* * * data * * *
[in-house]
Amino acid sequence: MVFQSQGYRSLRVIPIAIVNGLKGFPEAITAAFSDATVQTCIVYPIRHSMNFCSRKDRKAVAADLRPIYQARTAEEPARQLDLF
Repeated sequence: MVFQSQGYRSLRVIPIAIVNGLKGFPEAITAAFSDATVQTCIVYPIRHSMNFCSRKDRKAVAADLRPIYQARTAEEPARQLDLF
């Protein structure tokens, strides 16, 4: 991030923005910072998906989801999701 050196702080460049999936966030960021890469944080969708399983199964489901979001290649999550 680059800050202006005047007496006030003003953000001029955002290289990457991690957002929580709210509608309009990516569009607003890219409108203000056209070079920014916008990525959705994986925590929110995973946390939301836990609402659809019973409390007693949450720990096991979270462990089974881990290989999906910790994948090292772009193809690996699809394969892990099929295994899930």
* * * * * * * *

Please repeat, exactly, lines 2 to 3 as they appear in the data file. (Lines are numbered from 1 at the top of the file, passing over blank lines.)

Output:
Amino acid sequence: MVFQSQGYRSLRVIPIAIVNGLKGFPEAITAAFSDATVQTCIVYPIRHSMNFCSRKDRKAVAADLRPIYQARTAEEPARQLDLF
Repeated sequence: MVFQSQGYRSLRVIPIAIVNGLKGFPEAITAAFSDATVQTCIVYPIRHSMNFCSRKDRKAVAADLRPIYQARTAEEPARQLDLF